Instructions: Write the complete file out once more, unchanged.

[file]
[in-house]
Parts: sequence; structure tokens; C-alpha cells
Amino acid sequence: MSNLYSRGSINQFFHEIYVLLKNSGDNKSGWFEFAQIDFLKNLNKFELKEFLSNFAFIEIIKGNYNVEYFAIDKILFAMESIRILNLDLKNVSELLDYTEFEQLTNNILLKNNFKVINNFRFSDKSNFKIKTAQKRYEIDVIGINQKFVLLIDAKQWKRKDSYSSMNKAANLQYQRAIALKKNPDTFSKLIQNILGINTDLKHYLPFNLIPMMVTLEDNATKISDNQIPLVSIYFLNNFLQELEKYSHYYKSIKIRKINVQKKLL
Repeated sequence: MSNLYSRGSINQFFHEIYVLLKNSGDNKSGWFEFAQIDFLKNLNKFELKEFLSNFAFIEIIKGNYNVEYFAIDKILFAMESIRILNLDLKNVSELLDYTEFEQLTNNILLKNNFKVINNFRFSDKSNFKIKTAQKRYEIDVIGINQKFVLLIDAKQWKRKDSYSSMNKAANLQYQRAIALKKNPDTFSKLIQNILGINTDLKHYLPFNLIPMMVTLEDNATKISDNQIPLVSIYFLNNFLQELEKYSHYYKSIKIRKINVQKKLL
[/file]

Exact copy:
[in-house]
Parts: sequence; structure tokens; C-alpha cells
Amino acid sequence: MSNLYSRGSINQFFHEIYVLLKNSGDNKSGWFEFAQIDFLKNLNKFELKEFLSNFAFIEIIKGNYNVEYFAIDKILFAMESIRILNLDLKNVSELLDYTEFEQLTNNILLKNNFKVINNFRFSDKSNFKIKTAQKRYEIDVIGINQKFVLLIDAKQWKRKDSYSSMNKAANLQYQRAIALKKNPDTFSKLIQNILGINTDLKHYLPFNLIPMMVTLEDNATKISDNQIPLVSIYFLNNFLQELEKYSHYYKSIKIRKINVQKKLL
Repeated sequence: MSNLYSRGSINQFFHEIYVLLKNSGDNKSGWFEFAQIDFLKNLNKFELKEFLSNFAFIEIIKGNYNVEYFAIDKILFAMESIRILNLDLKNVSELLDYTEFEQLTNNILLKNNFKVINNFRFSDKSNFKIKTAQKRYEIDVIGINQKFVLLIDAKQWKRKDSYSSMNKAANLQYQRAIALKKNPDTFSKLIQNILGINTDLKHYLPFNLIPMMVTLEDNATKISDNQIPLVSIYFLNNFLQELEKYSHYYKSIKIRKINVQKKLL